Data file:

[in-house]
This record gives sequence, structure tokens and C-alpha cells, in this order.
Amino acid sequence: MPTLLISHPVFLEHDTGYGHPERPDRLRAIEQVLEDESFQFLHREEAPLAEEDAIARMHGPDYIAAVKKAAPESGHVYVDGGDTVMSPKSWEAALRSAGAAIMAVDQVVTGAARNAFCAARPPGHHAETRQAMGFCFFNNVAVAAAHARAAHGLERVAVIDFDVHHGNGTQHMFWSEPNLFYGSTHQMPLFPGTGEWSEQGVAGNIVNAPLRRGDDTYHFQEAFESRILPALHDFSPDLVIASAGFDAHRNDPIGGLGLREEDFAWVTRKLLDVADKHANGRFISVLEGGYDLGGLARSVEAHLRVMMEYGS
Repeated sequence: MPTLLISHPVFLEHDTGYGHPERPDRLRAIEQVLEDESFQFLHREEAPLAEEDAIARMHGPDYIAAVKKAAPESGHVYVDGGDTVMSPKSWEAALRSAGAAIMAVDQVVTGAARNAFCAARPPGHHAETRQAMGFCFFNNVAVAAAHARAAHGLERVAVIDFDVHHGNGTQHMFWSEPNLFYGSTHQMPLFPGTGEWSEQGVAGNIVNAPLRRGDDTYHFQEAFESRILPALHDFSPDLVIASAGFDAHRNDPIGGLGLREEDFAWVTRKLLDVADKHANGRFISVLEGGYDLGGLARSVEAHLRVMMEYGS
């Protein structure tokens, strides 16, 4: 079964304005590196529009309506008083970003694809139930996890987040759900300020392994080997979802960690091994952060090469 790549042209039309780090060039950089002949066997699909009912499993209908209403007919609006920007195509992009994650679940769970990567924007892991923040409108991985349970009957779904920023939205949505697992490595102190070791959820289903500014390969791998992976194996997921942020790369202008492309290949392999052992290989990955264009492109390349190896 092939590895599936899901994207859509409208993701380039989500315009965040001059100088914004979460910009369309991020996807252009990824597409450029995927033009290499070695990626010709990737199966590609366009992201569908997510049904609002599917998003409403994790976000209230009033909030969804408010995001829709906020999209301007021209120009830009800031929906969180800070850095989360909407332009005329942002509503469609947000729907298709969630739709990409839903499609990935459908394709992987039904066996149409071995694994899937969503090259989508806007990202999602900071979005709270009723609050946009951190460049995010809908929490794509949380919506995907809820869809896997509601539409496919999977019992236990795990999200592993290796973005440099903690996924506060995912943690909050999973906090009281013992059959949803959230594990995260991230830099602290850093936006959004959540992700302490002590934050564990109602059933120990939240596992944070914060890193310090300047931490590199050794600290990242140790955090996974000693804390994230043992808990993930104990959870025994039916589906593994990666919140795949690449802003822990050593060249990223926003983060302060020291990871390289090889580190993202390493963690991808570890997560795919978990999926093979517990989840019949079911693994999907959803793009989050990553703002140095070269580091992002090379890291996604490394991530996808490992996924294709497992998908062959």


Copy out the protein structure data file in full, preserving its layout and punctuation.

[in-house]
This record gives sequence, structure tokens and C-alpha cells, in this order.
Amino acid sequence: MPTLLISHPVFLEHDTGYGHPERPDRLRAIEQVLEDESFQFLHREEAPLAEEDAIARMHGPDYIAAVKKAAPESGHVYVDGGDTVMSPKSWEAALRSAGAAIMAVDQVVTGAARNAFCAARPPGHHAETRQAMGFCFFNNVAVAAAHARAAHGLERVAVIDFDVHHGNGTQHMFWSEPNLFYGSTHQMPLFPGTGEWSEQGVAGNIVNAPLRRGDDTYHFQEAFESRILPALHDFSPDLVIASAGFDAHRNDPIGGLGLREEDFAWVTRKLLDVADKHANGRFISVLEGGYDLGGLARSVEAHLRVMMEYGS
Repeated sequence: MPTLLISHPVFLEHDTGYGHPERPDRLRAIEQVLEDESFQFLHREEAPLAEEDAIARMHGPDYIAAVKKAAPESGHVYVDGGDTVMSPKSWEAALRSAGAAIMAVDQVVTGAARNAFCAARPPGHHAETRQAMGFCFFNNVAVAAAHARAAHGLERVAVIDFDVHHGNGTQHMFWSEPNLFYGSTHQMPLFPGTGEWSEQGVAGNIVNAPLRRGDDTYHFQEAFESRILPALHDFSPDLVIASAGFDAHRNDPIGGLGLREEDFAWVTRKLLDVADKHANGRFISVLEGGYDLGGLARSVEAHLRVMMEYGS
């Protein structure tokens, strides 16, 4: 079964304005590196529009309506008083970003694809139930996890987040759900300020392994080997979802960690091994952060090469 790549042209039309780090060039950089002949066997699909009912499993209908209403007919609006920007195509992009994650679940769970990567924007892991923040409108991985349970009957779904920023939205949505697992490595102190070791959820289903500014390969791998992976194996997921942020790369202008492309290949392999052992290989990955264009492109390349190896 092939590895599936899901994207859509409208993701380039989500315009965040001059100088914004979460910009369309991020996807252009990824597409450029995927033009290499070695990626010709990737199966590609366009992201569908997510049904609002599917998003409403994790976000209230009033909030969804408010995001829709906020999209301007021209120009830009800031929906969180800070850095989360909407332009005329942002509503469609947000729907298709969630739709990409839903499609990935459908394709992987039904066996149409071995694994899937969503090259989508806007990202999602900071979005709270009723609050946009951190460049995010809908929490794509949380919506995907809820869809896997509601539409496919999977019992236990795990999200592993290796973005440099903690996924506060995912943690909050999973906090009281013992059959949803959230594990995260991230830099602290850093936006959004959540992700302490002590934050564990109602059933120990939240596992944070914060890193310090300047931490590199050794600290990242140790955090996974000693804390994230043992808990993930104990959870025994039916589906593994990666919140795949690449802003822990050593060249990223926003983060302060020291990871390289090889580190993202390493963690991808570890997560795919978990999926093979517990989840019949079911693994999907959803793009989050990553703002140095070269580091992002090379890291996604490394991530996808490992996924294709497992998908062959």